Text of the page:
Summertime is a great time to make small repairs. For example, replacing the batteries in smoke and carbon monoxide detectors should be done monthly. Home Depot has all the tools and materials you need to look after and maintain your home, with a Home Depot Money Saving Coupon from We Are Coupons, looking after your home costs less.
Also, this is the best time of year to have trees trimmed. Cutting back vegetation helps prevent damage to the home during high winds, which account for 19% of the home insurance claims Joe Meisinger’s company handles each year.
1. Inspect the Roof
The roof is a major component of the house, and it is very susceptible to damage caused by severe weather, debris accumulation, age and other factors. This type of damage can cause leaks, mold growth and other problems that affect indoor comfort and lead to costly repairs and replacements.
Conduct a visual inspection of the entire roof, examining shingles for cracking or discoloration. Also, check for granules in gutters, long-term standing water in the gutters, and any roof interruptions like skylights, dormers, chimneys or vent pipes to ensure caulking hasn’t failed or that there are no leaks.
This is also a good time to inspect for signs of aging in the home’s exterior, such as paint peeling or brick cracking. It’s a great time to trim any overgrown trees and shrubs. Make sure dryer vents are clear of lint as well; clogged dryer vents are a leading cause of house fires.
2. Inspect the Gutters
Clogged gutters can cause the wood trim at the eaves to rot and invite insects into the attic. Regularly cleaning and unclogging gutters prevents this problem.
Prepare a ladder and some gloves, then check the slope of your gutters. If there’s slow-moving or standing water in any of your gutters, it may be a sign of an inadequate slope. This means you may need to reposition your hangers or spikes and create a more substantial slope directed at the downspout.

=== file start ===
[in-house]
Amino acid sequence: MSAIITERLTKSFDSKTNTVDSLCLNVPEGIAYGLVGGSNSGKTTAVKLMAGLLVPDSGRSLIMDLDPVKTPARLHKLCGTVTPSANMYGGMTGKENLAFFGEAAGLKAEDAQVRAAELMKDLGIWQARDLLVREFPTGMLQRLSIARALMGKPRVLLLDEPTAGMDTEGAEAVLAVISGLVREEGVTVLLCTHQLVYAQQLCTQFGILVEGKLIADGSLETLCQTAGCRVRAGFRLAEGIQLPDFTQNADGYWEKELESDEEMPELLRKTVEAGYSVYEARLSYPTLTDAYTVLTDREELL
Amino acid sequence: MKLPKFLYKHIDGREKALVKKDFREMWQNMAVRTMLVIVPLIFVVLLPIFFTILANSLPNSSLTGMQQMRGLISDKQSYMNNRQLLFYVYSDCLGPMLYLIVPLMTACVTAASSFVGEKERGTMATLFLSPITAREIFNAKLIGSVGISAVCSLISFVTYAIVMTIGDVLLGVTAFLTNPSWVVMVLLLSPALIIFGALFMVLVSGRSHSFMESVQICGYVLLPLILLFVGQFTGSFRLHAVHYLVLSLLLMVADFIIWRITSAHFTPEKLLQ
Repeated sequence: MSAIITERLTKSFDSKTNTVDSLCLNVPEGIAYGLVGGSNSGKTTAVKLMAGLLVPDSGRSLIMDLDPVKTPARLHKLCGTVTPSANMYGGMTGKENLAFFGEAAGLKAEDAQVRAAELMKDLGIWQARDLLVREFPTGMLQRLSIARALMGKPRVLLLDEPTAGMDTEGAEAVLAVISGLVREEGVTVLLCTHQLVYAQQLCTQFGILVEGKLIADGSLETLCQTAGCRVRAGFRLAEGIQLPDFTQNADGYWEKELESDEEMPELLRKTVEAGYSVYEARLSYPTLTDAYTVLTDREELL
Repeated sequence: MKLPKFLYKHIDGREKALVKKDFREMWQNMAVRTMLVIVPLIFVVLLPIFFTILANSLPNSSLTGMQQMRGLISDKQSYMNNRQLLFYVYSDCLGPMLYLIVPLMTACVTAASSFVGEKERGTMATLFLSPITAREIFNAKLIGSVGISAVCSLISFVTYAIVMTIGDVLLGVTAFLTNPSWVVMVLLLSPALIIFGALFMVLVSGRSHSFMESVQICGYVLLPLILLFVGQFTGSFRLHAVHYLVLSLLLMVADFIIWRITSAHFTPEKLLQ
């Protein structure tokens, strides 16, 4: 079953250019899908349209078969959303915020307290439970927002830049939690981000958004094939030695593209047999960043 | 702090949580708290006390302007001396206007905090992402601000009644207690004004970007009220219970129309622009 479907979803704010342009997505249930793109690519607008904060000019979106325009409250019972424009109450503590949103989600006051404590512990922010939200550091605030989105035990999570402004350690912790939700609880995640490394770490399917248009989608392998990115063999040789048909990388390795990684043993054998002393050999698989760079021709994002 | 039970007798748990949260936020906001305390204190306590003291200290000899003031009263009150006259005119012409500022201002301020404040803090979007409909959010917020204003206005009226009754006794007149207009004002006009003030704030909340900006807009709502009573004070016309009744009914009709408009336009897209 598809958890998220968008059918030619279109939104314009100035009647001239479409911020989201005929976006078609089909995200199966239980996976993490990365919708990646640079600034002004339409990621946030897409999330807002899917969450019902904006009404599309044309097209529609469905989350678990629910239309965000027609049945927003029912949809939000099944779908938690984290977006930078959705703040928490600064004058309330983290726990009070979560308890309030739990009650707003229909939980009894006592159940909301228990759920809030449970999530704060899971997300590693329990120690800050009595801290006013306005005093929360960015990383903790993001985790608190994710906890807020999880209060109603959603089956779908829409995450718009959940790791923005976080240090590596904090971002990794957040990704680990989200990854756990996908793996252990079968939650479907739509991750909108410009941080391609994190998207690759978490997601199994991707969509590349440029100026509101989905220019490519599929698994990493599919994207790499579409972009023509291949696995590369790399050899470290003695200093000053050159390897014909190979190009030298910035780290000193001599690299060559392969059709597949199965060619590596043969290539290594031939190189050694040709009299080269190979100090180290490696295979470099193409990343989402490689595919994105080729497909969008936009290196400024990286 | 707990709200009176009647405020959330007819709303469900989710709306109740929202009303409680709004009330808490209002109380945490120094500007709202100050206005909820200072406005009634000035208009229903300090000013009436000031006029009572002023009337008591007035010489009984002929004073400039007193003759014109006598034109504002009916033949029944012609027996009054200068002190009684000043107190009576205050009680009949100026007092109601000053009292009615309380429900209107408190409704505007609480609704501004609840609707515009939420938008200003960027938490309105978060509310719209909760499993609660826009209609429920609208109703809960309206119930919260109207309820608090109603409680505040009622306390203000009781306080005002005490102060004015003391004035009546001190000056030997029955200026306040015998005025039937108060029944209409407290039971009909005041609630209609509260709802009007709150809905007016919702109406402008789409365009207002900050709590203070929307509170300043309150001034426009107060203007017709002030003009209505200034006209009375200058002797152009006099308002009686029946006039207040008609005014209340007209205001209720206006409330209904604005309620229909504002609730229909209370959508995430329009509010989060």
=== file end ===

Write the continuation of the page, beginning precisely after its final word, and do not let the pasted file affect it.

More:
This is also a good time to make sure that your landscaping is preparing for fall and winter. This includes removing any debris left by the wind and resealing any wood structures, like decks, fences, trellises, and pergolas, before the first frost. You should also disconnect any hoses and drain outdoor faucets. Doing this will prevent them from freezing and bursting when it snows. This can cause major damage to your home and landscape.
3. Inspect the Windows
This month, homeowners are eager to open their windows and doors to let in the warm spring air. But don’t forget to inspect the window screens and frames to make sure they are still secure. A loose screen will allow bugs into your home and drafts out.
If you’re interested in saving energy, consider replacing old windows with newer, more efficient models. They’ll also add value to your home and save you money in the long run.
To detect air leaks around your windows, examine them on a windy day to see how much air is being drawn into the house. You can also use a damp hand to touch bordering walls to feel for moisture, which may indicate a window leak. Keeping up with these routine tasks will ensure your home is safe and healthy for years to come. It will also help prevent costly repairs down the road. And who doesn’t want that?
4. Inspect the HVAC
There are a few maintenance tasks that homeowners can skip without major consequences, but HVAC service is not one of them. It's vital for both home comfort and energy efficiency.
Inspect the thermostat and air ducts for leaks, rust, and other issues that impact efficiency. Clean the air filters and inspect the condensate drain to ensure they aren't clogged. If a system is over 10 years old, it should be replaced.
A programmable thermostat can help improve efficiency by automatically lowering the temperature while you're away or sleeping. It can also prevent the HVAC from running too frequently in hot and cold weather, which reduces wear and tear.
Inspect the gas piping to the furnace and air conditioning unit for proper installation, a functioning safety shut-off, and a functioning carbon monoxide detector. Turn off the breaker for the inside and outside units before performing an inspection. Also, check the fuses or circuit breakers for damage and ensure the power switches are on.